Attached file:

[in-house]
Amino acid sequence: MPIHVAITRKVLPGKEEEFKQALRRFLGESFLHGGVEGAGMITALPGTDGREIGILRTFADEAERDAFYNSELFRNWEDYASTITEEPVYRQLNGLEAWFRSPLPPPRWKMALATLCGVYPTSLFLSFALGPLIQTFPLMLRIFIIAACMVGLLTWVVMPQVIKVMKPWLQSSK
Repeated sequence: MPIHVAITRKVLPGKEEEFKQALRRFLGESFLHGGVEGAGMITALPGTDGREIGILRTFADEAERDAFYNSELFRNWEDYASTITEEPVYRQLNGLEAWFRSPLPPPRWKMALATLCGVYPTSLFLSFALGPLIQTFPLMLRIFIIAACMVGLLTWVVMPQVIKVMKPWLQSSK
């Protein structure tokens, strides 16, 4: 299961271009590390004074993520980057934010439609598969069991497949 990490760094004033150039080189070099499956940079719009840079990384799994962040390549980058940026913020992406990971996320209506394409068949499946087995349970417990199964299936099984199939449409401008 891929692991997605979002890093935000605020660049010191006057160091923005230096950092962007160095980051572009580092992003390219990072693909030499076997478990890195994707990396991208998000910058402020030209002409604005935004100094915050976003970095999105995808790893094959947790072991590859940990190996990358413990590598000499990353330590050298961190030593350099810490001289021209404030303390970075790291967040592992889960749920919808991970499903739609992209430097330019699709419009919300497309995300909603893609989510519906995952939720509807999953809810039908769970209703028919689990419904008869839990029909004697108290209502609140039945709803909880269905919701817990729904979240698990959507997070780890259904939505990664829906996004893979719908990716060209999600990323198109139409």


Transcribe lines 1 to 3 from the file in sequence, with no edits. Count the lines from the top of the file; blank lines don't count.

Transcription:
[in-house]
Amino acid sequence: MPIHVAITRKVLPGKEEEFKQALRRFLGESFLHGGVEGAGMITALPGTDGREIGILRTFADEAERDAFYNSELFRNWEDYASTITEEPVYRQLNGLEAWFRSPLPPPRWKMALATLCGVYPTSLFLSFALGPLIQTFPLMLRIFIIAACMVGLLTWVVMPQVIKVMKPWLQSSK
Repeated sequence: MPIHVAITRKVLPGKEEEFKQALRRFLGESFLHGGVEGAGMITALPGTDGREIGILRTFADEAERDAFYNSELFRNWEDYASTITEEPVYRQLNGLEAWFRSPLPPPRWKMALATLCGVYPTSLFLSFALGPLIQTFPLMLRIFIIAACMVGLLTWVVMPQVIKVMKPWLQSSK